Although controversial, statins, a class of drugs used to lower cholesterol, were found to provide a protective effect against dementia in a recent study.
In a paper presented at a European meeting of cardiologists, Tin-Tse Lin, M.D., from Taiwan reported that in his study of 58,000 patients, high potency statins had the strongest protective effects against dementia.
Lin noted that previous studies have considered statin therapy to exert a beneficial effect on dementia. “But few large-scale studies have focused on the impact of statins on new-onset, non-vascular dementia in the geriatric population.”
Accordingly, the current study examined whether statin use was associated with new diagnoses of dementia.
The researchers used a random sample of 1 million patients covered by Taiwan’s National Health Insurance.
From this they identified 57,669 patients aged 65 years and older who had no history of dementia in 1997 and 1998. The analysis included pre-senile and senile dementia but excluded vascular dementia.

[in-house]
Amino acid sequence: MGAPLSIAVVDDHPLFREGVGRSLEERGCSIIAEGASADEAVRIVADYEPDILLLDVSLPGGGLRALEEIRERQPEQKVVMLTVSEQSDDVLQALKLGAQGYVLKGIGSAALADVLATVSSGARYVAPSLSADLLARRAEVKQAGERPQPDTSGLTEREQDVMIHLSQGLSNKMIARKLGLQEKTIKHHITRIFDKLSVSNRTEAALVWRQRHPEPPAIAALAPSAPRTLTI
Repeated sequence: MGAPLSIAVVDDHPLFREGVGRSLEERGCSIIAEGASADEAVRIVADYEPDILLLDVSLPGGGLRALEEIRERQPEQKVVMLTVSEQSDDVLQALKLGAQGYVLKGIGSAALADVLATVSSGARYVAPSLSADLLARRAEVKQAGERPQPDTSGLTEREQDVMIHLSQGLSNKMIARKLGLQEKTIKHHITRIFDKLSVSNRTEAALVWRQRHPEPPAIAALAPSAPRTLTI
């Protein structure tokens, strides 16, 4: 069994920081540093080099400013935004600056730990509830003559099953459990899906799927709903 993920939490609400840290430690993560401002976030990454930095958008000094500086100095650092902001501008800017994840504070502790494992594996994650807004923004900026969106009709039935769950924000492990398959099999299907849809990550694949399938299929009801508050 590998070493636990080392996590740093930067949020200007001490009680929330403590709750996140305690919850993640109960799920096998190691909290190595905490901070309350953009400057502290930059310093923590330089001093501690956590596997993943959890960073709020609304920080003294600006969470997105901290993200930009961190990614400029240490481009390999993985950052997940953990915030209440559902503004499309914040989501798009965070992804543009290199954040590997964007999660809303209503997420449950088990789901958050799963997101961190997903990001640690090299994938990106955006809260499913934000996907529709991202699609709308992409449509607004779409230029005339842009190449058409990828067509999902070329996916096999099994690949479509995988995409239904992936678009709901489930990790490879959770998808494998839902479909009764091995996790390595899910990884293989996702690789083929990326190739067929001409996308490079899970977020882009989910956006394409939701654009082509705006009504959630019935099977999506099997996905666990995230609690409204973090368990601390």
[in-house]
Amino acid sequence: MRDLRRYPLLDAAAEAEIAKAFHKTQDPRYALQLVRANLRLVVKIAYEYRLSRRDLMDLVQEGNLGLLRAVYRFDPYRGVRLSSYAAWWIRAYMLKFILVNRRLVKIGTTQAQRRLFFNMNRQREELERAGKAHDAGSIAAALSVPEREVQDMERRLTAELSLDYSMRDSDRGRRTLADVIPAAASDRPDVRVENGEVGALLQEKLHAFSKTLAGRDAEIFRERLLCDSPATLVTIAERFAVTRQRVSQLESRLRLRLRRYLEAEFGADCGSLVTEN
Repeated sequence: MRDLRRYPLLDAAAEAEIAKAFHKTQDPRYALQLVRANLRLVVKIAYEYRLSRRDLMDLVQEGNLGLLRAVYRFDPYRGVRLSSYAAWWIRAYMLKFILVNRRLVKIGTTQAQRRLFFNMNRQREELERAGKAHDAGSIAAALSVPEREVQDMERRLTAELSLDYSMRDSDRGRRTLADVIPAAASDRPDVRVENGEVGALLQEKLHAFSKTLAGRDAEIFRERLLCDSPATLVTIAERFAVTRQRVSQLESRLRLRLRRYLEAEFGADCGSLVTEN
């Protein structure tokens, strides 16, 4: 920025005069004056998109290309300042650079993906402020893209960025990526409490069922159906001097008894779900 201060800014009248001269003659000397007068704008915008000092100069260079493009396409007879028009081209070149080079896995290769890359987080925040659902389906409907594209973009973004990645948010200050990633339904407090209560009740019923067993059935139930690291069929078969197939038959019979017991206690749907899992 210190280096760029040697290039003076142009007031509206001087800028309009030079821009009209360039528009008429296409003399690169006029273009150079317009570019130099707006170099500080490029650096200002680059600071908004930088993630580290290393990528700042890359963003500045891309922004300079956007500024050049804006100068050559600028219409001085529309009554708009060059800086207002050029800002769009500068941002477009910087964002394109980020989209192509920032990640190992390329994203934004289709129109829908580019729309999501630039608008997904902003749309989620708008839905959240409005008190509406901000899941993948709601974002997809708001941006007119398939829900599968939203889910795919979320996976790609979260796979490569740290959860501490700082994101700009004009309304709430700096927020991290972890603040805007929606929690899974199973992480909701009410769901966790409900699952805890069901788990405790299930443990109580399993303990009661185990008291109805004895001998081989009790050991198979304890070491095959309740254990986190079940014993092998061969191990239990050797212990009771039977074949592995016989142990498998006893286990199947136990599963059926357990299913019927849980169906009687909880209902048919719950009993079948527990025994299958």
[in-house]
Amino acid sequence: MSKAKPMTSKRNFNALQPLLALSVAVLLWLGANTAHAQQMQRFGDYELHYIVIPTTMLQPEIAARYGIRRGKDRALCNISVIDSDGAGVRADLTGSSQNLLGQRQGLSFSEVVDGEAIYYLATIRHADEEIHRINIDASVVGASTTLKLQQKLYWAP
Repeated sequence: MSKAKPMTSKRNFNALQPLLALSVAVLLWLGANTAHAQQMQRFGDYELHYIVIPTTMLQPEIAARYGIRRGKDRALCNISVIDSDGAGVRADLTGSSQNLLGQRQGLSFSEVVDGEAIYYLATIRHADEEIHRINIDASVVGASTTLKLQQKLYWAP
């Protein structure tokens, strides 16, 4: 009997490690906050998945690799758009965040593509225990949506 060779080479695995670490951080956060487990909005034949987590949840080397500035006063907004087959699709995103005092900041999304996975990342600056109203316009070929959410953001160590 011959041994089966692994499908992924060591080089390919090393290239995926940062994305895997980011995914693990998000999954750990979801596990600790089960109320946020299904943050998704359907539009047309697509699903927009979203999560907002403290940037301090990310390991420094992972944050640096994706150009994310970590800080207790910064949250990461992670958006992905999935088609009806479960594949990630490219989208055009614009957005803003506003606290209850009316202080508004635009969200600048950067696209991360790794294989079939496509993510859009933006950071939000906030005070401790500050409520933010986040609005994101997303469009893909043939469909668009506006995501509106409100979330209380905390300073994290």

There were 5,516 new diagnoses of dementia during approximately 4.5 years of follow-up. The remaining 52,153 patients aged 65 and over formed the control group.
Subjects were divided into groups according to their mean daily dosage with researchers discovering higher doses of statin reduced the risk of developing dementia by three-fold.
Lin said the potency of the statin appeared to make a difference in reducing dementia.
“To the best of our knowledge, this was the first large-scale, nation-wide study which examined the effect of different statins on new onset dementia (except vascular dementia) in an elderly population. We found that high doses of statins, particularly high potency statins, prevent dementia,” Lin said.
However, recent reports of statin-associated cognitive impairment have led the U.S. Food and Drug Administration (FDA) to list statin-induced cognitive changes, especially for the older population, in its safety communications.
Source: European Society of Cardiology